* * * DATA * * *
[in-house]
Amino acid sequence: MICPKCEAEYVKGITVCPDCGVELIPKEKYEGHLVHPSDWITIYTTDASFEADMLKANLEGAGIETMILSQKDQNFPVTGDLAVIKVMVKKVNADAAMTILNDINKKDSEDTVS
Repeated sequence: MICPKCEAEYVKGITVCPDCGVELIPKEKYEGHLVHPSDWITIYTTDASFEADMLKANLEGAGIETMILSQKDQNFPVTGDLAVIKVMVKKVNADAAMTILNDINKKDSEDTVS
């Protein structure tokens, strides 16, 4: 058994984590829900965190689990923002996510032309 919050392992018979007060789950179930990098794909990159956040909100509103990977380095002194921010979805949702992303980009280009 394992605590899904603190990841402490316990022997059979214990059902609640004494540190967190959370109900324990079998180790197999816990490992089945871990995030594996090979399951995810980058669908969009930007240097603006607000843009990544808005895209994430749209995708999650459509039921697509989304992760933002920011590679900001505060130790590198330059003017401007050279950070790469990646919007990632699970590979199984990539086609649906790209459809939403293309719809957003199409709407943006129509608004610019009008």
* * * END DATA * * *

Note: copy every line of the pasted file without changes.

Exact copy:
[in-house]
Amino acid sequence: MICPKCEAEYVKGITVCPDCGVELIPKEKYEGHLVHPSDWITIYTTDASFEADMLKANLEGAGIETMILSQKDQNFPVTGDLAVIKVMVKKVNADAAMTILNDINKKDSEDTVS
Repeated sequence: MICPKCEAEYVKGITVCPDCGVELIPKEKYEGHLVHPSDWITIYTTDASFEADMLKANLEGAGIETMILSQKDQNFPVTGDLAVIKVMVKKVNADAAMTILNDINKKDSEDTVS
């Protein structure tokens, strides 16, 4: 058994984590829900965190689990923002996510032309 919050392992018979007060789950179930990098794909990159956040909100509103990977380095002194921010979805949702992303980009280009 394992605590899904603190990841402490316990022997059979214990059902609640004494540190967190959370109900324990079998180790197999816990490992089945871990995030594996090979399951995810980058669908969009930007240097603006607000843009990544808005895209994430749209995708999650459509039921697509989304992760933002920011590679900001505060130790590198330059003017401007050279950070790469990646919007990632699970590979199984990539086609649906790209459809939403293309719809957003199409709407943006129509608004610019009008």